Energy management algorithm boosts hybrid vehicle performance by 30% with machine learning

January 11, 2017 // By Nick Flaherty
Xuewei Qi, a postdoctoral researcher at the Center for Environmental Research and Technology (CE-CERT) in UCR's Bourns College of Engineering
Engineers at the University of California, Riverside have developed an algorithm for boosting the efficiency of plug-in hybrid electric vehicles (PHEVs) by more than 30% using evolutionary biology.

The energy management system (EMS) uses a more comlex analysis of energy use in driving that was inspired by natural phenomenon such as the way birds save energy by flying in formation and shares traffic information with other vehicles. This requires more processing power that existing systems but delivers signficant increases in efficiency and opens up the use of machine learning to further improve the efficiency over time.

PHEVs, which combine a gas or diesel engine with an electric motor and a large rechargeable battery, can be charged using mains electricity which reduces their need for fuel. However, the race to improve the efficiency of current PHEVs is limited by shortfalls in their energy management systems (EMS), which control the power split between engine and battery when they switch from all-electric mode to hybrid mode.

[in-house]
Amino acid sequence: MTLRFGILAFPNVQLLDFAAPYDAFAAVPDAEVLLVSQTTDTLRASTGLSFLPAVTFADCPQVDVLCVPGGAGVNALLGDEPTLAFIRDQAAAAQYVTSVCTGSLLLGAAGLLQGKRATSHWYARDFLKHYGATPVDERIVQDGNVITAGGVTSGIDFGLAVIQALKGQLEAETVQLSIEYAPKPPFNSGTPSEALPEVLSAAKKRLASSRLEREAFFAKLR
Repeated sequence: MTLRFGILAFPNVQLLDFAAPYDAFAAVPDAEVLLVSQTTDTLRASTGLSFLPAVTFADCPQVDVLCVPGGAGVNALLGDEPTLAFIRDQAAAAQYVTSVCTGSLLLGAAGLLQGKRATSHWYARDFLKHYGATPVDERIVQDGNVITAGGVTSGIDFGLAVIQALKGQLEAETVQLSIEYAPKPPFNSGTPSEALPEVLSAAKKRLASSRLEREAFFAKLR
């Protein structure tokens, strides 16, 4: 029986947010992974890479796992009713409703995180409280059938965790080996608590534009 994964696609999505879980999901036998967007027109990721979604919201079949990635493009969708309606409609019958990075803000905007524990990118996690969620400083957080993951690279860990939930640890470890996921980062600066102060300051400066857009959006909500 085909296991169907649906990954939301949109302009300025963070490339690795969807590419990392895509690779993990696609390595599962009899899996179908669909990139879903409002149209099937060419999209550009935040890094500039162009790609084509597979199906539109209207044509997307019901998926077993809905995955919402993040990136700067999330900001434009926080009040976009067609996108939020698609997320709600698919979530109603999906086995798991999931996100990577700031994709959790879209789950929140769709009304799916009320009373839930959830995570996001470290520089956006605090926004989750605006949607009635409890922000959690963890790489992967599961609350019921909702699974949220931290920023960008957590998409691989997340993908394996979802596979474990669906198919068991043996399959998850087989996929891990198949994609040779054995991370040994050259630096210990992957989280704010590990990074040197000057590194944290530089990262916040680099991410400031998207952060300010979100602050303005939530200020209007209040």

While not all plug-in hybrids work the same way, most models start in all-electric mode, running on electricity until their battery packs are depleted, then switch to hybrid mode. Known as binary mode control, this EMS strategy is easy to apply, but isn't the most efficient way to combine the two power sources. In lab tests, blended discharge strategies, in which power from the battery is used throughout the trip, have proven more efficient at minimizing fuel consumption and emissions. However, their development is complex and, until now, they have required an unrealistic amount of information upfront.

"In reality, drivers may switch routes, traffic can be unpredictable, and road conditions may change, meaning that the EMS must source that information in real-time," said Xuewei Qi, a postdoctoral researcher at the Center for Environmental Research and Technology (CE-CERT) in UCR's Bourns College of Engineering who led the project with Matthew Barth, CE-CERT director and a professor of electrical and computer engineering at UCR.

The developed and simulated by the team combines vehicle connectivity information (such as cellular networks and crowdsourcing platforms) and evolutionary algorithms.

"By mathematically modeling the energy saving